first_img Associate Priest for Pastoral Care New York, NY Associate Rector Columbus, GA Advocacy Peace & Justice, The Church Investment Group Commends the Taskforce on the Theology of Money on its report, The Theology of Money and Investing as Doing Theology Church Investment Group TryTank Experimental Lab and York St. John University of England Launch Survey to Study the Impact of Covid-19 on the Episcopal Church TryTank Experimental Lab New Berrigan Book With Episcopal Roots Cascade Books Assistant/Associate Priest Scottsdale, AZ Submit a Job Listing Rector Smithfield, NC Family Ministry Coordinator Baton Rouge, LA An Evening with Presiding Bishop Curry and Iconographer Kelly Latimore Episcopal Migration Ministries via Zoom June 23 @ 6 p.m. ET Episcopal Migration Ministries’ Virtual Prayer Vigil for World Refugee Day Facebook Live Prayer Vigil June 20 @ 7 p.m. ET Rector Shreveport, LA Rector Martinsville, VA Director of Music Morristown, NJ Rector Hopkinsville, KY Virtual Celebration of the Jerusalem Princess Basma Center Zoom Conversation June 19 @ 12 p.m. ET Rector Pittsburgh, PA Submit a Press Release Featured Events Priest-in-Charge Lebanon, OH Course Director Jerusalem, Israel Press Release Service Rector and Chaplain Eugene, OR Rector Albany, NY Cathedral Dean Boise, ID Seminary of the Southwest announces appointment of two new full time faculty members Seminary of the Southwest Rector Collierville, TN Join the Episcopal Diocese of Texas in Celebrating the Pauli Murray Feast Online Worship Service June 27 Ya no son extranjeros: Un diálogo acerca de inmigración Una conversación de Zoom June 22 @ 7 p.m. ET Rector Belleville, IL Featured Jobs & Callscenter_img Church leaders reaffirm need for mental-health crisis training after NYPD officer acquitted in killing of Episcopalian Rector Tampa, FL Associate Rector for Family Ministries Anchorage, AK Inaugural Diocesan Feast Day Celebrating Juneteenth San Francisco, CA (and livestream) June 19 @ 2 p.m. PT Bishop Diocesan Springfield, IL Tags Rector Bath, NC Rector Washington, DC By Amy SowderPosted Feb 15, 2018 Racial Justice & Reconciliation Rector Knoxville, TN Curate Diocese of Nebraska Rector/Priest in Charge (PT) Lisbon, ME AddThis Sharing ButtonsShare to PrintFriendlyPrintFriendlyShare to FacebookFacebookShare to TwitterTwitterShare to EmailEmailShare to MoreAddThis Rector (FT or PT) Indian River, MI The Church Pension Fund Invests $20 Million in Impact Investment Fund Designed to Preserve Workforce Housing Communities Nationwide Church Pension Group This Summer’s Anti-Racism Training Online Course (Diocese of New Jersey) June 18-July 16 Remember Holy Land Christians on Jerusalem Sunday, June 20 American Friends of the Episcopal Diocese of Jerusalem Director of Administration & Finance Atlanta, GA Missioner for Disaster Resilience Sacramento, CA Curate (Associate & Priest-in-Charge) Traverse City, MI Assistant/Associate Rector Washington, DC Submit an Event Listing In-person Retreat: Thanksgiving Trinity Retreat Center (West Cornwall, CT) Nov. 24-28 Canon for Family Ministry Jackson, MS Priest Associate or Director of Adult Ministries Greenville, SC Deborah Danner, a lifelong Episcopalian, died in a police shooting in October 2016. Photo courtesy of Church of the Heavenly Rest[Episcopal News Service] A judge ruled Feb. 15 that New York Police Department Sgt. Hugh Barry was not guilty of all charges related to the death of Deborah Danner, a lifelong Episcopalian.Barry shot and killed a bat-wielding Danner, who has a long history of mental illness, in her Bronx, New York, apartment in October 2016. His bench trial at Bronx Criminal Court was on charges of murder, manslaughter and criminally negligent homicide.Danner, 66, attended several Episcopal churches throughout Manhattan over the years. She suffered from diagnosed paranoid schizophrenia for decades with repeat hospitalizations, and was having an episode that prompted security guards to call the police.At the time of the shooting, she was holding a baseball bat, and Barry testified Feb. 13 that he feared for his life. “I just see the bat swinging and that’s when I fired,” he said, according to the New York Times. Then he added, “I’m looking at this bat that can crack me in the head and kill me.”Prosecutors had argued that she was not enough of a threat and Barry did not follow police procedure. On cross-examination, the Times said, lead prosecutor, Wanda Perez-Maldonado, elicited that Barry had not followed his training and appeared to ignore many of the department’s protocols. For instance, he left a shield and restraining straps for dealing with disturbed people in his car. She suggested that Barry had rushed to subdue Danner instead of isolating her and waiting her out.Justice Robert A. Neary of State Supreme Court said that the prosecution failed to prove that Barry was “not justified in the use of deadly physical force,” the Times reported.Since the trial began Jan. 30, Episcopalians, those who knew Danner and those who did not, have been attending the trial and focusing on what they can do to help change police procedures and training for handling people with mental illness.Lucas Pershing, program manager for action and advocacy at Trinity Church Wall Street, one of the churches Danner attended, was one of the leaders in the effort to show support for Danner and anyone who has mental illness. Members of Church of the Heavenly Rest and St. Mary’s in Harlem were among the churches who had representatives. This is not only a New York issue, but an issue for Episcopalians across all of the communities in the United States and beyond, church leaders said.The Rt. Rev. Andrew Dietsche, bishop of the Diocese of New York, other Episcopalians and supporters attended the Bronx criminal trial of Sgt. Hugh Barry, who was acquitted Feb. 15, 2018, on all charges in the October 2016 death of Deborah Danner, a lifelong Episcopalian. Photo courtesy of Trinity Church Wall StreetThe Chapel of All Saints in Trinity Church planned a Service of Comfort Feb. 15, regardless of the verdict. The service was to provide a moment to remember Danner and pray for everyone involved in this tragedy: “her family and friends, the officers, emergency medical technicians, attorneys, court personnel and the judge,” according to an announcement on Trinity’s website.On Feb. 9, Diocese of New York Bishop Andrew Dietsche met with the New York City Mayor’s Office to formally request Crisis Intervention Team training for all NYPD officers by the end of 2018, according to a story on the Trinity website.“We have asked Mayor de Blasio to implement crisis intervention training for all New York City Police Department officers. We believe that if the officers who engaged Deborah 15 months ago had received this training, Deborah might have been spared, and the officer himself, now facing charges of murder, might have been spared,” Dietsche said in the story.Dietsche attended the trial along with more than a dozen other Episcopalians. Black Lives Matter activists attended too.After the verdict, Dietsche wrote that Danner’s tragic case has raised significant and troubling questions of how the city and its institutions deals with people who have a mental illness, especially in times of emotional and mental crisis.Barry’s acquittal should not be taken as a vindication of his actions, the bishop wrote in a statement. “Again, and with urgency, we ask that every officer be trained and ready to engage the mentally ill with compassion, patience and understanding when our police engage our most troubled people in the highly charged moments of a police call,” he said. “The mentally ill cannot be expected to act in reasonable or rational ways in those conflicted encounters, so the police must be.”The Rev. Winnie Varghese, Trinity’s director of justice and reconciliation, wrote a Feb. 7 letter to Trinity’s staff and congregation about the trial and how people could be involved.“Our attendance is prayerful and a witness to the humanity of Deborah. She was a 66-year-old black woman who was sick. The call that resulted in her death was a call for health care, not to report a crime,” Varghese wrote. Her letter ended with: “Mental illness touches all of our lives, and we know we can be a better support to our neighbors in crisis.”Police Commissioner James P. O’Neill said in an email to the police department that the verdict does not “make Deborah Danner’s life any less tragic.” The Sergeants Benevolent Association posted the statement on its Twitter feed.The department and officers individually must be held accountable for their actions, he wrote. And, the department is responsible for training and equipping its offers to handle these kinds of challenges in a measured and appropriate way.“The NYPD’s disciplinary review of the tactical and supervisory decisions leading to the discharge of a firearm in this case will now proceed,” O’Neill said.— Amy Sowder is a special correspondent for the Episcopal News Service and a freelance writer and editor based in Brooklyn. She can be reached at [email protected] Assistant/Associate Rector Morristown, NJ Episcopal Charities of the Diocese of New York Hires Reverend Kevin W. VanHook, II as Executive Director Episcopal Charities of the Diocese of New York Youth Minister Lorton, VAlast_img read more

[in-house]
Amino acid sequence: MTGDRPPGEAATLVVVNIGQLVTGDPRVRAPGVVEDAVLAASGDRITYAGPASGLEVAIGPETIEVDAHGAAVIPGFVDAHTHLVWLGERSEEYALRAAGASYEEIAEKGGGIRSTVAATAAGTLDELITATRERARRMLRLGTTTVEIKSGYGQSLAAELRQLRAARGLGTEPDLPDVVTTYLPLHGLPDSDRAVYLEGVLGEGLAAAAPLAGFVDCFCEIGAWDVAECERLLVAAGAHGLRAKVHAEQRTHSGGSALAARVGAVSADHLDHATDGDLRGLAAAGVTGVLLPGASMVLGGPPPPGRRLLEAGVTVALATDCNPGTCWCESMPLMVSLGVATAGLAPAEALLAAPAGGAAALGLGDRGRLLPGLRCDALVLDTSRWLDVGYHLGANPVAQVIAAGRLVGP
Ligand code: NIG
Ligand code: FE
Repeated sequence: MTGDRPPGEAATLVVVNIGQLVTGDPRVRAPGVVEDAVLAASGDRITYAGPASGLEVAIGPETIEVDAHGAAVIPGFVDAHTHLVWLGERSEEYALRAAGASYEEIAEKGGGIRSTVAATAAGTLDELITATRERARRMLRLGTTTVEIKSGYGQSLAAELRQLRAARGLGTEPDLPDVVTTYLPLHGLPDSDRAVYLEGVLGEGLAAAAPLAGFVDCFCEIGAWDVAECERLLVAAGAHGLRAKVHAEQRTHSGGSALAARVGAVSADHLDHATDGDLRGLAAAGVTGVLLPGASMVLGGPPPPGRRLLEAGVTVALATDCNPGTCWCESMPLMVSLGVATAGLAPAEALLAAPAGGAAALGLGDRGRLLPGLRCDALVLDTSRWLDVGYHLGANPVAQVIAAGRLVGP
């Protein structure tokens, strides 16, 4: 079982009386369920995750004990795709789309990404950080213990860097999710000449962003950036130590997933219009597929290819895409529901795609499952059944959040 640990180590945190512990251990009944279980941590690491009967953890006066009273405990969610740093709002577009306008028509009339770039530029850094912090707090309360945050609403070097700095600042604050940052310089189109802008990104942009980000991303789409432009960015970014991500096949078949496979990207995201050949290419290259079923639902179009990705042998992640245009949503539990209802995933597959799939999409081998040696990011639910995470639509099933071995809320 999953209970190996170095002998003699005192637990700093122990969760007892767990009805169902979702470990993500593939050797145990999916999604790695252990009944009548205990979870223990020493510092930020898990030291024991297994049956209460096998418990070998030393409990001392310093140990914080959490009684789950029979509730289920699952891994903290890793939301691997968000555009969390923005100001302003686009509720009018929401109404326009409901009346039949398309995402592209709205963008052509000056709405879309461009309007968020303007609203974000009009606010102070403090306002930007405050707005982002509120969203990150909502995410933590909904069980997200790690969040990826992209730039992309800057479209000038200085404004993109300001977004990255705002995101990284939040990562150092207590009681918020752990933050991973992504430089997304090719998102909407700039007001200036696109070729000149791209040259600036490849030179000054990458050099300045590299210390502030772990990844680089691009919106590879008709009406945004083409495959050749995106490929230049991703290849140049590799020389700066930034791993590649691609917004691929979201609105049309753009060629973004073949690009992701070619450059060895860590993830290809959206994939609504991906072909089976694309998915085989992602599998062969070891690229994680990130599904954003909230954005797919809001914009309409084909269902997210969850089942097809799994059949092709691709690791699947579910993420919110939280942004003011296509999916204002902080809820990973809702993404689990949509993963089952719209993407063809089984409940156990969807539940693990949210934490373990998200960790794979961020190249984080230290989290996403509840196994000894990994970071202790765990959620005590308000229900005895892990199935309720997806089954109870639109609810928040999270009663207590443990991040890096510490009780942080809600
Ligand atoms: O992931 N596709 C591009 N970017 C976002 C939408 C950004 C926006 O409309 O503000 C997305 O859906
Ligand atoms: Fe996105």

first_img An Evening with Presiding Bishop Curry and Iconographer Kelly Latimore Episcopal Migration Ministries via Zoom June 23 @ 6 p.m. ET Assistant/Associate Rector Morristown, NJ AddThis Sharing ButtonsShare to PrintFriendlyPrintFriendlyShare to FacebookFacebookShare to TwitterTwitterShare to EmailEmailShare to MoreAddThis Remember Holy Land Christians on Jerusalem Sunday, June 20 American Friends of the Episcopal Diocese of Jerusalem Rector Hopkinsville, KY Rector (FT or PT) Indian River, MI Rector Washington, DC Rector Pittsburgh, PA Join the Episcopal Diocese of Texas in Celebrating the Pauli Murray Feast Online Worship Service June 27 Submit a Job Listing Featured Events Featured Jobs & Calls Canon for Family Ministry Jackson, MS Priest Associate or Director of Adult Ministries Greenville, SC Episcopal Migration Ministries’ Virtual Prayer Vigil for World Refugee Day Facebook Live Prayer Vigil June 20 @ 7 p.m. ET Associate Rector Columbus, GA Tags Youth Minister Lorton, VA Rector Belleville, IL Rector Collierville, TN Curate (Associate & Priest-in-Charge) Traverse City, MI Curate Diocese of Nebraska TryTank Experimental Lab and York St. John University of England Launch Survey to Study the Impact of Covid-19 on the Episcopal Church TryTank Experimental Lab Seminary of the Southwest announces appointment of two new full time faculty members Seminary of the Southwest Associate Rector for Family Ministries Anchorage, AK Director of Music Morristown, NJ New Berrigan Book With Episcopal Roots Cascade Books Rector Bath, NC Rector Knoxville, TN Course Director Jerusalem, Israel Rector and Chaplain Eugene, OR Rector Tampa, FL [Anglican Communion News Service] The Church Property Trustees of the New Zealand Diocese of Christchurch have received a grant equivalent to about $4 million toward the rebuilding of Christchurch Cathedral.The building was all but destroyed in a devastating earthquake in 2011. In September 2017, the Diocesan Synod voted instead to reinstate the cathedral as part of a funding package with local and national government. The new grant is from the Lottery Significant Project’s Fund.Read the full article here. Posted Jun 19, 2018 Submit an Event Listing Bishop Diocesan Springfield, IL Director of Administration & Finance Atlanta, GA Press Release Service Grant boosts effort to rebuild New Zealand’s Christchurch Cathedral Ya no son extranjeros: Un diálogo acerca de inmigración Una conversación de Zoom June 22 @ 7 p.m. ET The Church Pension Fund Invests $20 Million in Impact Investment Fund Designed to Preserve Workforce Housing Communities Nationwide Church Pension Group Associate Priest for Pastoral Care New York, NY Inaugural Diocesan Feast Day Celebrating Juneteenth San Francisco, CA (and livestream) June 19 @ 2 p.m. PT In-person Retreat: Thanksgiving Trinity Retreat Center (West Cornwall, CT) Nov. 24-28 Rector Albany, NY Missioner for Disaster Resilience Sacramento, CA The Church Investment Group Commends the Taskforce on the Theology of Money on its report, The Theology of Money and Investing as Doing Theology Church Investment Group Rector Martinsville, VA Assistant/Associate Rector Washington, DC Episcopal Charities of the Diocese of New York Hires Reverend Kevin W. VanHook, II as Executive Director Episcopal Charities of the Diocese of New York Virtual Celebration of the Jerusalem Princess Basma Center Zoom Conversation June 19 @ 12 p.m. ET Submit a Press Release Rector/Priest in Charge (PT) Lisbon, ME Cathedral Dean Boise, ID Family Ministry Coordinator Baton Rouge, LA This Summer’s Anti-Racism Training Online Course (Diocese of New Jersey) June 18-July 16 Rector Shreveport, LA Priest-in-Charge Lebanon, OH Anglican Communion Assistant/Associate Priest Scottsdale, AZ Rector Smithfield, NClast_img read more